Well, good news: Open Net will be back in print in September, along with the late author's four other participatory sports tomes, with identical cover designs (The Bogey Man, Paper Lion, Out Of My League and Shadow Box). Come on, you owe to yourself to read a book that has this description of playing goal:
"With the puck at the other end, it was not unlike (it occurred to me) standing at the edge of a mill pond, looking out across a quiet expanse at some vague activity at the opposite end almost too far to be discernible - could they be bass fishing out there? - but then suddenly the distant, aimless, waterbug scurrying becomes an oncoming surge of movement as everything - players, sticks, the puck - starts coming on a direct line, almost as if a tsunami, that awesome tidal wave of the South Pacific, had suddenly materialized at the far end of the mill pond and was beginning to sweep down toward one."Presumably, the reason Open Net hasn't endured in memory the same way Plimpton's other books has to do with the fact it was essentially a late-'70s Sports Illustrated magazine article which he fleshed out to book length in 1985. It probably wouldn't have anything to do with hockey fans having very little appetite for an outsider's irreverent take on their sport.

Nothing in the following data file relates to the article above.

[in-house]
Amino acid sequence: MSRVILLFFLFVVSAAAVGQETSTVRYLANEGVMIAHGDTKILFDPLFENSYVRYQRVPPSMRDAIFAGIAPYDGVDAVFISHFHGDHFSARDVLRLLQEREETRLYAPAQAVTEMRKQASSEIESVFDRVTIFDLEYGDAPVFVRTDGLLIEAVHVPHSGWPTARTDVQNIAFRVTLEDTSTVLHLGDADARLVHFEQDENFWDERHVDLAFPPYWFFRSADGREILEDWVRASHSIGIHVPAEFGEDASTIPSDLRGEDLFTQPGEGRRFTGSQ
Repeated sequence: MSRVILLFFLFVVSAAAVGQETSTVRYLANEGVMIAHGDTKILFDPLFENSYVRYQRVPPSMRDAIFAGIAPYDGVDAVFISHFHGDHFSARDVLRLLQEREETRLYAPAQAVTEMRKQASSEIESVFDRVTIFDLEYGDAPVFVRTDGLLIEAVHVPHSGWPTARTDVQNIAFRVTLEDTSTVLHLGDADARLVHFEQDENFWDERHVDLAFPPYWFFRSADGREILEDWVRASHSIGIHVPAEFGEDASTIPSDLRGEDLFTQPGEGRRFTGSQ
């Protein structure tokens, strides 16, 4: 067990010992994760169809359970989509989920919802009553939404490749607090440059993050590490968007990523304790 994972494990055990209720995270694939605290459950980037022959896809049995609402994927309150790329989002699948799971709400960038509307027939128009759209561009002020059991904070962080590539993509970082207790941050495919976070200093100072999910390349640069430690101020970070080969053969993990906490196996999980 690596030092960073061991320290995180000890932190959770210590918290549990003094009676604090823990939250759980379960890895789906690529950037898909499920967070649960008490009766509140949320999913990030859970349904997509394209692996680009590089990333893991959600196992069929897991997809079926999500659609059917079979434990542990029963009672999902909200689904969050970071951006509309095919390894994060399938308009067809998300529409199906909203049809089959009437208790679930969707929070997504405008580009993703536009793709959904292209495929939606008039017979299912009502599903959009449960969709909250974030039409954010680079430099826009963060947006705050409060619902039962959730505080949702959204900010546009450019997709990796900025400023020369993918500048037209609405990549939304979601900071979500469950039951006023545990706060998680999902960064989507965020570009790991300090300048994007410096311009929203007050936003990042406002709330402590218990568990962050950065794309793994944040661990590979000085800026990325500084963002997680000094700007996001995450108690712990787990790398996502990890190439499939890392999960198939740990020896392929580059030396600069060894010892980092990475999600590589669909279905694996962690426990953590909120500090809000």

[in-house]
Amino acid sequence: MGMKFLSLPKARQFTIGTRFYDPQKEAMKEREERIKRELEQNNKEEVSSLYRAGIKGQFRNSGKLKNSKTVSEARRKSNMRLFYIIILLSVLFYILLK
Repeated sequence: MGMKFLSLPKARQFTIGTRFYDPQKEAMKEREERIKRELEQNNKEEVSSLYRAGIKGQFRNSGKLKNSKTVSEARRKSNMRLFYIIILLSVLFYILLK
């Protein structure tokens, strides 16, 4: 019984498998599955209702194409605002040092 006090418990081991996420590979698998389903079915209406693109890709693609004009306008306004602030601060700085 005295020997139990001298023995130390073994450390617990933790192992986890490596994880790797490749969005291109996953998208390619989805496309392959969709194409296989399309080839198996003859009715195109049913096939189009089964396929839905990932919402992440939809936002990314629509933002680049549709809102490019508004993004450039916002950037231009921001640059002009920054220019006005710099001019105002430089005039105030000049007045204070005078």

However, the Bruins players accepted Plimpton as one of their own, for the most part. Some of them are still familiar names, since Don Cherry has name-dropping with Stan Jonathan and Wayne Cashman for the past 30 years.
Plimpton's portrayal of Cherry was also a far cry from Grapes' TV persona. Cherry came off as much less of a blowhard, with far less singularity to his personality than his critics and his defenders alike see in him three decades later. It's worth a read, for sure.
Here's what The New York Times had to say when Plimpton's book was published.)